Much to my surprise, it also appears to be affecting the workplace. New research from the Integrated Benefits Institute (IBI) suggests the presence of a perfect storm. In a nutshell, climate change triggered more short-term disability (STD) insurance claims that resulted in lost income and productivity.
Since IBI cautions that extended absences may continue even after an extreme-weather event, employers are advised to incorporate their operational impact into risk assessments and business continuity plans.
Another significant finding is that one in seven claims for non-occupational STD leaves involves anxiety disorders, acute stress reaction, adjustment reaction, depression, ischemic heart disease, heart failure, cerebrovascular disease, respiratory infections, upper respiratory disease, pneumonia and asthma/COPD.
That’s some fascinating food for thought.
It makes me snicker to imagine how climate-change deniers might react to these findings, especially since IBI is headquartered in San Francisco – the epicenter of progressive liberal thinking in the bluest of states. Be that as it may, business people obviously care about numbers, and if something is eroding the bottom line, it’s going to command their attention.
But IBI’s report detailing climate change’s impact on STD claims has got me thinking about another topic that’s been in the news a lot lately, which is mental illness. I couldn’t help but notice that several leading drivers of employee absences involve behavioral health conditions.
After writing a recent article on the connection between depression and workers’ compensation claims, and prior to that several others that closely examine the mind-body connection, I’m convinced more than ever before that mental health represents a huge blind spot in the U.S. health care system.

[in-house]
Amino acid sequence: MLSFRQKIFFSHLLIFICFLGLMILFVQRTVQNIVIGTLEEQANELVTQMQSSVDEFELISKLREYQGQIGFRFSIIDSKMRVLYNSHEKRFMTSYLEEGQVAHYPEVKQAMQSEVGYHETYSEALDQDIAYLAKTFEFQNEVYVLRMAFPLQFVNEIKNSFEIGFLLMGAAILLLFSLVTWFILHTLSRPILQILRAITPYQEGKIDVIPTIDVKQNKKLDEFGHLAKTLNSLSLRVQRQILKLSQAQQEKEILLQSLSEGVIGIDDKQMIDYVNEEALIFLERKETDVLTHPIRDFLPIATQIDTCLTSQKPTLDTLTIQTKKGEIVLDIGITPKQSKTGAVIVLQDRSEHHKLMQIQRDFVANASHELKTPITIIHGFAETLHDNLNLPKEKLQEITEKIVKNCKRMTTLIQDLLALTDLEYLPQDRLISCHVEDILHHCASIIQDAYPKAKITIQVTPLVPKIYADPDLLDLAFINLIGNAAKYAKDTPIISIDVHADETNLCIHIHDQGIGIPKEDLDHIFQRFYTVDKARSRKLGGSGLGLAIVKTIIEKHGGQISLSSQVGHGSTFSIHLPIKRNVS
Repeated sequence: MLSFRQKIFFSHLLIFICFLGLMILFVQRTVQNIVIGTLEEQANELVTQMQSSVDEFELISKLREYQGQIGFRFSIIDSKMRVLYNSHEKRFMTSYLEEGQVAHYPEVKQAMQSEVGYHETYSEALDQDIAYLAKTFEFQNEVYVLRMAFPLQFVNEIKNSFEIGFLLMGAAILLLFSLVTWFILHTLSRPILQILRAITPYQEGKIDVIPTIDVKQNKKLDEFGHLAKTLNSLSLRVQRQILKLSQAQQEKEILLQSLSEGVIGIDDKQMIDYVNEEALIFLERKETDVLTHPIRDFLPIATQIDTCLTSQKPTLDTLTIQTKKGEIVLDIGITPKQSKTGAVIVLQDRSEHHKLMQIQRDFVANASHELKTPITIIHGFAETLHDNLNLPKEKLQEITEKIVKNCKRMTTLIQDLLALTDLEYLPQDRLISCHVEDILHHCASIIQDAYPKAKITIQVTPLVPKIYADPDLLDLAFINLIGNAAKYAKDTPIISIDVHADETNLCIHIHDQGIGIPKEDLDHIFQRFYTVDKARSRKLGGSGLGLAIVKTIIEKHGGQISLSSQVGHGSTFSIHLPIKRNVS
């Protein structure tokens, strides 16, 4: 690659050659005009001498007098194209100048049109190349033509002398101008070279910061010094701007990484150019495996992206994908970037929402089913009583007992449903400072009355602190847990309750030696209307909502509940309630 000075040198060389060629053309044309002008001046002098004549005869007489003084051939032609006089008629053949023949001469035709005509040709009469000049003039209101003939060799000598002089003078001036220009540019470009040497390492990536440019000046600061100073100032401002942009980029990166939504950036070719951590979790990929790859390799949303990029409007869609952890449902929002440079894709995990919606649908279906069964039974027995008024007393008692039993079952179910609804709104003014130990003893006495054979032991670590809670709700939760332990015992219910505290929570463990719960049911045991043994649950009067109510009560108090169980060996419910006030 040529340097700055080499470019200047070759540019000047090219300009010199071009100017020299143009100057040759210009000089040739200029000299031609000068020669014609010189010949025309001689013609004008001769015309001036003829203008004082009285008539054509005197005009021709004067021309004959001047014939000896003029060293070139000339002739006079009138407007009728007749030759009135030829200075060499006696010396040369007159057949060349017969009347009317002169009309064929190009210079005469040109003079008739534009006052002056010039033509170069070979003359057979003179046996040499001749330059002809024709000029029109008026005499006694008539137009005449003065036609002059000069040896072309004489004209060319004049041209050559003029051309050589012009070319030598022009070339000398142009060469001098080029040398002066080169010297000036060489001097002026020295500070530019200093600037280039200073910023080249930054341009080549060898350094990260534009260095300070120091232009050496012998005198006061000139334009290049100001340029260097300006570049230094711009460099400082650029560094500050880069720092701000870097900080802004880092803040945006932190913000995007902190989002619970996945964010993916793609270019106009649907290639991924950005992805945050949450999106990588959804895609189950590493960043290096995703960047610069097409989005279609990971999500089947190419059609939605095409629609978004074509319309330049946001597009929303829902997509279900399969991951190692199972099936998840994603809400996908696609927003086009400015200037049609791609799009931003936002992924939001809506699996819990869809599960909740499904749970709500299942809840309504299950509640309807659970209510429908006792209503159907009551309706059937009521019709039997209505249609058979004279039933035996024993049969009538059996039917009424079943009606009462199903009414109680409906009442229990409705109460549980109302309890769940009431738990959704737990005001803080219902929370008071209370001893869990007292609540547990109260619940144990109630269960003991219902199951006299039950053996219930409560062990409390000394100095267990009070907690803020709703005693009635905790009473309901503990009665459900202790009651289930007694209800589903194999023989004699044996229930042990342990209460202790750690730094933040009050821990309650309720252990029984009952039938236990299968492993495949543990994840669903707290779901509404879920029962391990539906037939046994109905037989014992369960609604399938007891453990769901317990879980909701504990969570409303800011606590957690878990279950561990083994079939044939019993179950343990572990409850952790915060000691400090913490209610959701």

I’m sure mental illness has been around as long as humans have walked the earth. What’s different is that we know so much more about these conditions and they’re being demystified, though there’s still a stigma associated with seeking treatment. And therein lies the rub: if working Americans aren’t accessing mental health or substance abuse services, then we’ll continue to see both a business and societal impact.
We’re all unfortunately well-acquainted with horrific headlines involving the latter phenomenon (i.e., when firearms fall into the hands of mentally ill individuals). Sometimes it spills into the workplace (i.e., disgruntled former employees exacting revenge against co-workers or supervisors).
While I believe federal legislation aimed at achieving parity for accessing medical services to treat physical or mental ailments has helped move the needle, many people still resist getting help for several reasons. They include the aforementioned stigma, as well as rationing or avoiding care because of unaffordable out-of-pocket costs.
It’s incumbent upon every employer that provides benefits to their employees to do a better job communicating the existence and purpose of employee assistance programs, which can refer people to the right clinician or community services. The trouble is program usage is historically pretty low. It also can help if human resource leaders can do their part to remove the stigma of seeking treatment and make less expensive telehealth services available for psych visits.
In addition, it’s critical to ensure that health plans are designed with mental health parity in mind and that case management involving STD or work comp take a holistic approach to returning claimants to work. One such solution involves the biopsychosocial model.
Until we take mental illness and substance abuse problems more seriously, especially in the workplace where so many Americans receive health insurance coverage, the U.S. will continue to see sad results. Not only will productivity suffer if employees are absent or collecting less of a paycheck, but we’ll also see more mass shootings and a national opioid epidemic get even worse.